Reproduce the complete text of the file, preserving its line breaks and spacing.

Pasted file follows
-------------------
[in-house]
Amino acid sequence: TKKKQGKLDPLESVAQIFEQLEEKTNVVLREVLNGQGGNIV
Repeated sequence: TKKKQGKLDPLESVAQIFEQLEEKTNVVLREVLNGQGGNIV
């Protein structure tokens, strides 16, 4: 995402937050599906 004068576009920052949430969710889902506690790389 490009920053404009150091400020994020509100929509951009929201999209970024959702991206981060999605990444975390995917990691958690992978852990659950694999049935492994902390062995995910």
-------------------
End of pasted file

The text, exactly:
[in-house]
Amino acid sequence: TKKKQGKLDPLESVAQIFEQLEEKTNVVLREVLNGQGGNIV
Repeated sequence: TKKKQGKLDPLESVAQIFEQLEEKTNVVLREVLNGQGGNIV
């Protein structure tokens, strides 16, 4: 995402937050599906 004068576009920052949430969710889902506690790389 490009920053404009150091400020994020509100929509951009929201999209970024959702991206981060999605990444975390995917990691958690992978852990659950694999049935492994902390062995995910």